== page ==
{The second-hand materials are strong in your work. When did you decide to use them?}

The choice of working with second-hand materials was subtle, not conscious. It came gradually. I just started collecting plastic: toys and things for the kitchen without thinking about what they would become. I bought them because I was attracted to the colors and different shapes. Slowly I started cutting them up and refining them a bit, puzzling them together. I did not think too much and I was unsure if I could transform the plastic into jewelry or a piece of art.

In my work I try to embrace materials, the methods and the personal qualities that, from a societal perspective, are considered low class, low status or bad taste. To own and be those things is my way to try and repeal the prejudice that is a result of those hierarchies.

{Besides materials and forms themselves, are there some artists that inspire you or influence your work?}

There is this Japanese artist who fills museums and art galleries with toys, Hiroshi Fuji. Kids can climb his installations, what would be a dream to me. Moreover, I have always lovedLisa Walker’s work. She is a New Zealander jeweler who works very unconventionally with materials. She seems fearless when putting materials together and her attitude really inspires me.

There is also Jessica Stockholder, this American artist who worked first as a painter and now makes sculptures and large scale installations. It is like she is painting in three dimensions with all kinds of things – furniture, for example. When I see her work, I think that she understands colors completely. But the most important: you can step into her art and immerse your body in the things she does. She talks a lot about the bodily experience.

We have intellectual concepts all the time, ideas about what something means. But the body’s experience is very important for the full comprehension, and it determined my decision to work with jewelry: wearable works talk to the body straight away. Even if I am to make bigger things and art installations they will always be about the body.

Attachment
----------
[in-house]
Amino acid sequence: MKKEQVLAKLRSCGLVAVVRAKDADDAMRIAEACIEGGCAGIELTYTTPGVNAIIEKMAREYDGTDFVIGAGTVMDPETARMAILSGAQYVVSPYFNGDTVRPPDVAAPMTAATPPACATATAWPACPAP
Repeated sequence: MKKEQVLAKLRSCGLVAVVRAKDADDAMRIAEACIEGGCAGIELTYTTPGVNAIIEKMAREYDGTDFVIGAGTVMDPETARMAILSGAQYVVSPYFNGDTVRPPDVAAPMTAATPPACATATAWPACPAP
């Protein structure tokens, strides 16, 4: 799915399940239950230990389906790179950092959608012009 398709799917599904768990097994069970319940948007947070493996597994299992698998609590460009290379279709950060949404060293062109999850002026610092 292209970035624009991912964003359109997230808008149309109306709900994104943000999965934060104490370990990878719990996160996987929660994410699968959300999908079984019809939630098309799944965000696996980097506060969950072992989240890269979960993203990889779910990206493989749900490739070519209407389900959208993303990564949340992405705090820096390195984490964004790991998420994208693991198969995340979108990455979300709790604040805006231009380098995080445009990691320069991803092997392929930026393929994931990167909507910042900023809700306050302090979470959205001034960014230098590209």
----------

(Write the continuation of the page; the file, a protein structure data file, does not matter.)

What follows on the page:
{As I listen to you now, it seems to me that you mentioned these artists also because of the way they work – it’s not only about the visual impact of an specific piece of art, but how it is done. Did you take actions and personal purposes into consideration when choosing your favorite references?}

The actions that you take when making something determines a lot about what the piece expresses. When preparing my workshop, Lust as Method, I thought a lot about the attraction of materials. The intuition and the joy during the artistic processes are also very important. For me, lust is your own internal will: a desire, something you want to do, a direction. There is the intuition and the flow of things, but especially there is the joy as an experience. In the different places and schools I have been, to be joyous while making things was considered less artistic.

~~That’s the time when the cat erased the voice note with its paw. Right when Helena was finishing to explain to me her method! This is not fair 🙁 So I asked Helena to complete her thoughts by e-mail. Thank you, internet!~~

Lust as Method is the title I have given my way of working. The lust-method for me means trusting that the artistic process doesn’t need to be a struggle to bring meaningful, expressive, important results. It means trusting the intuition without judging it. Judgment brings any process to a halt and by setting judgment aside, by continuously making work, the results will undoubtedly come – independent of what your intention for making work is. Judgment resides in our thoughts, so by focusing on the bodily experiences of things I find myself by passing the judgment more easily and getting a richer expression as a result.